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The history of Shooting Times magazine

Sporting magazines may come and go, but none, not a single one, has ever been able to compete at any level with Shooting Times, the shooter’s weekly bible, now in its 125th year of uninterrupted publication. No small feat this, and one which justifies some modest trumpet blowing!
To produce, on a weekly basis, a magazine consistently capable of providing up-to-date news, entertaining articles and features reflecting current trends and attitudes throughout the complex shooting and sporting world, demands dedication, practical experience and a high and consistent standard of journalism.

Readers frequently wonder at the ability of the magazine’s relatively small team to produce, week after week, month after month, a magazine which retains a fresh, inquisitive and often controversial approach to fieldsports, and shooting in particular. But it is a fact that, despite the innovations and changes that are inevitable in a span of a century and a quarter, the shooting world goes round and round, each generation believing that it can outdistance its forebears in knowledge and wisdom. Yet, as Tim Sedgwick (Tower-Bird), a former ST Editor, acknowledged, And for ever there will be the same old arguments about the same old problems and beliefs.

Founded five years before Queen Victoria’s Golden Jubilee, in the year 1882, Wildfowler’s Shooting Times and Kennel News, as it was first titled, was the brain-child of Lewis Clement, a sporting journalist who wrote under the pen name Wildfowler but was known to his acquaintances as “Lew”. Born in 1844, of wealthy parents, he spent his formative years travelling the Continent in pursuit of sport and, apart from shooting wolves in Bavaria and wild boar in France, he indulged whenever possible his passion for wildfowling and training gundogs.

A prolific writer, he published a number of books on aspects of the sport, including the remarkable Public Shooting Quarters, sub-titled A descriptive list of localities where wildfowl and other shooting can be obtained. This fascinating work, which paints a picture of a shooting world of which we now enjoy only the traces, was published by The Field magazine in 1881, with a new, limited edition published in 1995 by David Grayling.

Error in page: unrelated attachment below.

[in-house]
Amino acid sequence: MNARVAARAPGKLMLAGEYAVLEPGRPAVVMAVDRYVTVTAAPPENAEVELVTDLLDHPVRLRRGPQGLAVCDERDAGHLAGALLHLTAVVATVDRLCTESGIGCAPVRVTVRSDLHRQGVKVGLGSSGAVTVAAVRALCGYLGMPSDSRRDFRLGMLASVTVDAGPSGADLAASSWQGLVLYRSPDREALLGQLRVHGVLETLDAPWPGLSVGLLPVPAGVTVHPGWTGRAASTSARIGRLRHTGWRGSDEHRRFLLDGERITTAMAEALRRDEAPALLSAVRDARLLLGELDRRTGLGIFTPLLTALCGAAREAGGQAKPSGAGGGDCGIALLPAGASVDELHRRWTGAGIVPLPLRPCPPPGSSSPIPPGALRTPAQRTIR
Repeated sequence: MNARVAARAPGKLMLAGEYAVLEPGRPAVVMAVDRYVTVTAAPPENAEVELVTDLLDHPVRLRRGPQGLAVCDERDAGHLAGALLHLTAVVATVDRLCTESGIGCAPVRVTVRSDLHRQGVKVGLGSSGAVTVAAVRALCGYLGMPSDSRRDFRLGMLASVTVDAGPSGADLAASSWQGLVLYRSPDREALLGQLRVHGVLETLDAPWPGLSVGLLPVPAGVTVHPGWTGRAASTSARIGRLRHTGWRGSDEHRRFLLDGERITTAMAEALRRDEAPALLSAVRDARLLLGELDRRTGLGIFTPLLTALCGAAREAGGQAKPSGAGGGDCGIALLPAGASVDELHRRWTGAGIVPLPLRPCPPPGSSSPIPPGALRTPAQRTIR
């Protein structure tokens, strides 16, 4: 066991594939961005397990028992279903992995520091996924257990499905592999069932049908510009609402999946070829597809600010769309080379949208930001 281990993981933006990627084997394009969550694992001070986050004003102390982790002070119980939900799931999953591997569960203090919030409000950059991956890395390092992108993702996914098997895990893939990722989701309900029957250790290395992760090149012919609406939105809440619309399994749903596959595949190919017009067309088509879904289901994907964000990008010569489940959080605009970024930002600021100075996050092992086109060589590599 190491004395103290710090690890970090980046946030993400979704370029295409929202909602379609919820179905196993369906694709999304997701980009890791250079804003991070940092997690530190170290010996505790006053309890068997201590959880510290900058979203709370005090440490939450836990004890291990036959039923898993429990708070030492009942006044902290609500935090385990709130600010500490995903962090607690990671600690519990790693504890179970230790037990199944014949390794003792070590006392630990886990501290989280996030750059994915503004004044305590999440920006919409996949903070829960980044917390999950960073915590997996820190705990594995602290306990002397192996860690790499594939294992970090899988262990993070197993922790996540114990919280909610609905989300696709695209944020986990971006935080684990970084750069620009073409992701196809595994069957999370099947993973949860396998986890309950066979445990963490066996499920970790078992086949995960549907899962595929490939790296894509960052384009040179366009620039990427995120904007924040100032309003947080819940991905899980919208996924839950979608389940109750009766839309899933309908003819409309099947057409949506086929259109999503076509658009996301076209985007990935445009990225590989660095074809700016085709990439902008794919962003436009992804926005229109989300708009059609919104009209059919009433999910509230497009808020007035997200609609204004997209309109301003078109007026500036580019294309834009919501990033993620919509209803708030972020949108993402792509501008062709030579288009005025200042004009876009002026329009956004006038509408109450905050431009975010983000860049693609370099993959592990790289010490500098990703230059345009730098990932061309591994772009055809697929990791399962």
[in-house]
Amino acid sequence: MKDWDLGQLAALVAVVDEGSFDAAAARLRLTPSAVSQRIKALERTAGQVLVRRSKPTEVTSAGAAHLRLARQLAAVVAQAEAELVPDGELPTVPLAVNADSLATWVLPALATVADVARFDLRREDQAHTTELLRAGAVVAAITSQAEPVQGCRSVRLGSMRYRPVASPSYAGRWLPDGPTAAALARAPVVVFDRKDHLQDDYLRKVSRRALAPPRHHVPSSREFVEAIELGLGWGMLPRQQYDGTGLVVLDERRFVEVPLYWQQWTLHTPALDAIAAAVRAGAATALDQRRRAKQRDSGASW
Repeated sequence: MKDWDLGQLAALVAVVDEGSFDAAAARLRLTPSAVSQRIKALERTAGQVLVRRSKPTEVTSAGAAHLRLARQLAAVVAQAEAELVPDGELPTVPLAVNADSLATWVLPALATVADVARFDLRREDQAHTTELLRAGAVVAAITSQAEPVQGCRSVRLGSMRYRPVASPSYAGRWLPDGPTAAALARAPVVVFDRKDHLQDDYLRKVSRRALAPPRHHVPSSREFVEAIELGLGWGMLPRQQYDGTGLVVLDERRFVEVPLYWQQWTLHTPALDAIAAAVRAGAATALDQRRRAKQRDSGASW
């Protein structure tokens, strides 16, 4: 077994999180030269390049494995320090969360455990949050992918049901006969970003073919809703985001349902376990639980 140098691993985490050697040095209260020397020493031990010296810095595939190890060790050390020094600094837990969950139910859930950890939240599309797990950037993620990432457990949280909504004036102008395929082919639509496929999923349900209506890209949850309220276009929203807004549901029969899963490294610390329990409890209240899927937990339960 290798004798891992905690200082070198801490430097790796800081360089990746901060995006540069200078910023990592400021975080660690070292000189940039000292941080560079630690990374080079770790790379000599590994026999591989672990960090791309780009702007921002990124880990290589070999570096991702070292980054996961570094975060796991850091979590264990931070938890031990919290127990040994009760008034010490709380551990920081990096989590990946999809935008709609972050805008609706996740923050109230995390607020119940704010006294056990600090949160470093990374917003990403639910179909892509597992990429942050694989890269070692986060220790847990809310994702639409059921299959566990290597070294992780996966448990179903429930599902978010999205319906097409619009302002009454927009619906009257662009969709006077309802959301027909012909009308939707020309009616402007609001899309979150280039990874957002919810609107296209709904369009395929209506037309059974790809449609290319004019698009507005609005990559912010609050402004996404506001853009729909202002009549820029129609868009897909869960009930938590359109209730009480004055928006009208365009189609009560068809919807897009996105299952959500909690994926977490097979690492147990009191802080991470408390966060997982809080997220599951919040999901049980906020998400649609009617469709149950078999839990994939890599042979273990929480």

At the time Lew was the self-styled Kennel Reporter-in-Chief to The Field, but for some reason fell out with the magazine to establish, the following year, his own shooting magazine, Wildfowler’s Shooting Times and Kennel News. Lew, moustached, cigar-chomping and supremely arrogant, was convinced of his own paramount ability, not only as a wildfowler and all-round shooting man, but also as a dog breaker beyond compare. This was a time when field trials and dog shows were burgeoning, the Kennel Club reigned almighty and working dogs, notably pointers, were in steady demand.

Keeping his own kennels, and employing one or two dog breakers, Lew quickly appreciated that he could use his magazine as a vehicle in which to promote and sell his dogs. In the very first issue he advertised his own kennels, noting that Wildfowler sends his dogs on trial, and willingly agrees to pay their return fare, as he knows they will not be returned. For sale were Steady Clumbers, from 10 guineas, clever retrieving cockers from 6 guineas, pointers and setters and no-slip retrievers from 15 guineas. However, it would appear that Lew tended to over-egg the cake in terms of self-adulatory advertising, for all was not quite what it seemed, and in 1906, at the age of 62 and 24 years after founding Shooting Times, he was sentenced to three years penal servitude for fraud involving the purchase and sale of gundogs.

For the first two years of its existence, the magazine had been published from 230 Goswell Rd, London, EC, possibly Clement’s home address. On 12 September, 1884, an office was opened at East Temple Chambers, Fleet Street, and the magazine remained there until 1893. In April of that year, Lew mysteriously severed all connection with the magazine. There was no editorial announcing his departure, simply a note that in future all cheques were to be made out to A. C. Bonsall. Nothing more was heard of Lew until his fall from grace in 1906. Bonsall, having taken over the now thriving magazine, quickly removed any reference to Clement and in his second week of editorship he changed the magazine’s title to Shooting Times, British Sportsman and Kennel News.

Any reference to Wildfowler vanished for ever from the pages, though he probably retained Clement in some capacity for a short period. At the same time, Bonsall also announced a move to “more commodious premises” at 9 and 10 St Bride’s Avenue, Fleet Street. The magazine remained at 2d but the pages were increased to 24 per issue, “ready cut and stitched”. For 31 years, Bonsall was to remain in charge of ST and during this period he founded the Burlington Publishing Co which was to remain the holding company until the 1980s.